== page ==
Losing a playoff game sucks. Holding the other team to 17 points but losing is deflating. Scoring nine points in it should be an embarrassment.
And yet, Jadeveon Clowney’s hit on Carson Wentz aside, it’s hard to feel too down about the end of the Eagles’ season. The loss to the Seahawks doesn’t bolster Doug Pederson’s resume on paper, but anyone watching that game, and the four games leading up to it, knows that this was a great coaching job.
The Eagles had no right to be in this game at the end, let alone in the game to begin with. 5-7 teams aren’t supposed to make the playoffs. The offense was missing six starters from the beginning of the season, and one of them was playing through injuries that kept him out of the last game. The entire WR depth chart had been overturned during the course of the season. The secondary was a revolving door of injured cornerbacks all year long. 10 players on the active roster on Sunday were on a practice squad earlier this season. This is a recipe for a 5 win season, not a division title. Then add on Carson Wentz missing for most of the game and replaced by a guy who was retired in August and you have the makings of a leave midway through the fourth quarter blowout. Instead, the game was still to be decided coming out of the two minute warning.
It takes a strong coach and a strong leader to pull off what Doug Pederson, and his staff, has been able to pull off. “Next man up” is a mantra every team tells themselves to get through it. They usually don’t. For the Eagles under Pederson it is a way of life. It started with Jake Elliott going from practice squad to hero practically overnight. It continued on through Halapoulivaati Vaitai, Jay Ajayi, Corey Clement, Nick Foles (twice), Avonte Maddox, Cre’von LeBlanc, Josh Adams, Craig James, Boston Scott, Greg Ward, Josh Perkins, Deonte Burnett, Robert Davis, and Josh McCown. Apologies if anyone was overlooked, it’s a list that is too long for a team with Super Bowl aspirations, and far too long for one with a Super Bowl. Losing the players they replaced would devastate most teams. Doug Pederson seems to thrive in it. (By the way, on the subject of leadership, take notice of who hasn’t been around or has barely been around over the last five weeks.)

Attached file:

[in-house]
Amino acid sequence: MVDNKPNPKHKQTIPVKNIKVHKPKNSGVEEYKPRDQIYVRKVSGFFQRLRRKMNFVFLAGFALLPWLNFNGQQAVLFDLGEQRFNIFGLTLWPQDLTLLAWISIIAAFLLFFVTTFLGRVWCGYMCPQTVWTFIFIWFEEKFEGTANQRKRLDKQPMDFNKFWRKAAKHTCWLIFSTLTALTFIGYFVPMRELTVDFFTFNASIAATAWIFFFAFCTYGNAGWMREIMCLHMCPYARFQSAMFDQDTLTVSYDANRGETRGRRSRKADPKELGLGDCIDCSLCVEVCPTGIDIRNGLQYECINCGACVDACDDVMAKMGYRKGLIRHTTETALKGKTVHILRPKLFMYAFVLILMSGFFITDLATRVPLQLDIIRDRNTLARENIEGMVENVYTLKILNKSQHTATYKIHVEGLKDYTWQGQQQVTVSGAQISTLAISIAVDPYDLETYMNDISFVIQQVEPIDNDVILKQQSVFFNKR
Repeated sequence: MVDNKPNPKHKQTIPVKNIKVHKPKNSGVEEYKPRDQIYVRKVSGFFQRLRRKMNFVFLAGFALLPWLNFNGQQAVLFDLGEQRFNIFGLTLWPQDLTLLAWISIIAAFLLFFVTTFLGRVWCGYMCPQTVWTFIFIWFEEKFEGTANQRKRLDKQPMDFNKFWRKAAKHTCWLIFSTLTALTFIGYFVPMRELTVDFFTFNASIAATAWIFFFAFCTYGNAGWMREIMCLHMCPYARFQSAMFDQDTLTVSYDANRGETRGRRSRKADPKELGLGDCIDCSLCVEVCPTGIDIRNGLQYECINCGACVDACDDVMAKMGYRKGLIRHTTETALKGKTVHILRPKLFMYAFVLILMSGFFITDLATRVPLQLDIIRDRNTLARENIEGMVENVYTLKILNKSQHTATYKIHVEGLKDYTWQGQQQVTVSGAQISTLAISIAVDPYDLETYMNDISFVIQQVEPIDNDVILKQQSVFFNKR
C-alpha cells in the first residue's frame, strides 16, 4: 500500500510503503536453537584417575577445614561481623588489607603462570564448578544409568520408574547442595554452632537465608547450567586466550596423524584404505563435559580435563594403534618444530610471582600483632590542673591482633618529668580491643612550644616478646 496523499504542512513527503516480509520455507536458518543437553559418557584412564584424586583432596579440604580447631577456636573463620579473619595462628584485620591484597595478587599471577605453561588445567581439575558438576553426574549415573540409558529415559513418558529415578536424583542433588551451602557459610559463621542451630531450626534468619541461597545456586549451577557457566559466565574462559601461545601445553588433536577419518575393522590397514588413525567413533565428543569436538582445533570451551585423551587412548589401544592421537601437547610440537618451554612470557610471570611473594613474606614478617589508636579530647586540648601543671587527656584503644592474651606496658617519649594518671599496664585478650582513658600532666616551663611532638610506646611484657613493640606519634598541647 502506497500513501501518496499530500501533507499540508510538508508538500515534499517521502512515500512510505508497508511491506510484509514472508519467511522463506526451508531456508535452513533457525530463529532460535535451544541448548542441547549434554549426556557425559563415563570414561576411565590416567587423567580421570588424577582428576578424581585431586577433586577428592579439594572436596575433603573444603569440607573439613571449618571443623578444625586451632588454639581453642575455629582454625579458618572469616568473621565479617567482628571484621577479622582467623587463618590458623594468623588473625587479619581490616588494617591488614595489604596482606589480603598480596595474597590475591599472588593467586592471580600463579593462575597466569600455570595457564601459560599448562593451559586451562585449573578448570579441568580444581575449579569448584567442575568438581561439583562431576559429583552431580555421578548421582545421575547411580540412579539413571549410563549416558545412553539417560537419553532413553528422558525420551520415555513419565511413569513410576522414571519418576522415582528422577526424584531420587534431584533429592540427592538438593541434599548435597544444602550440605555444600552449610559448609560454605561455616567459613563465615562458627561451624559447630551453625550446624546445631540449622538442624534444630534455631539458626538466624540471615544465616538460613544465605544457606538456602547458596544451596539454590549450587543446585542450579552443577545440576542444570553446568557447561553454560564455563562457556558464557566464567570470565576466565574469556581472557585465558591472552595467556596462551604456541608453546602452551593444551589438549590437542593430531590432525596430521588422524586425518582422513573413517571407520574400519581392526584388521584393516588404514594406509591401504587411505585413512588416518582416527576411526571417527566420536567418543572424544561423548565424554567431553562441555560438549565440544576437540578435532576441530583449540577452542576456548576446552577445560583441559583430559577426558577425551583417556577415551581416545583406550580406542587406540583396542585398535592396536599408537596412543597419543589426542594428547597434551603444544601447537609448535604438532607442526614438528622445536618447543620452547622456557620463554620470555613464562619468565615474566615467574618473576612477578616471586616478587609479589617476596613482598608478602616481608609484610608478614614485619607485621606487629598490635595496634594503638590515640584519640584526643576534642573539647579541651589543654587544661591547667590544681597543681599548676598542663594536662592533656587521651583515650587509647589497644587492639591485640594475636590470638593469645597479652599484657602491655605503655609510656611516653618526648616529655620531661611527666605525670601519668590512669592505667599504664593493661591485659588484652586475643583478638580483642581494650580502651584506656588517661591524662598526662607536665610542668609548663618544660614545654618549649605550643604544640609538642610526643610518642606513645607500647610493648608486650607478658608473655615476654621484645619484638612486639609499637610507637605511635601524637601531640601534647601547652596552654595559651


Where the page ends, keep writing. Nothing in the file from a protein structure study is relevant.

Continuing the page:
As if we needed any more validation that Pederson is a hell of a coach, we got it on Sunday. Yeah, his team lost. They didn’t even score a touchdown. But those aren’t the point. At multiple turns this season, and last season, and the season before, the Eagles should have folded. Instead, they stood up. Carson Wentz’s concussion was a bridge too far, but how many coaches, how many teams, could make a competitive game with practice squad players and a 40 year old high school coach at QB?
Someone other than Doug Pederson is going to win the Super Bowl this year, but they almost certainly won’t have done more to make their whole greater than their sum.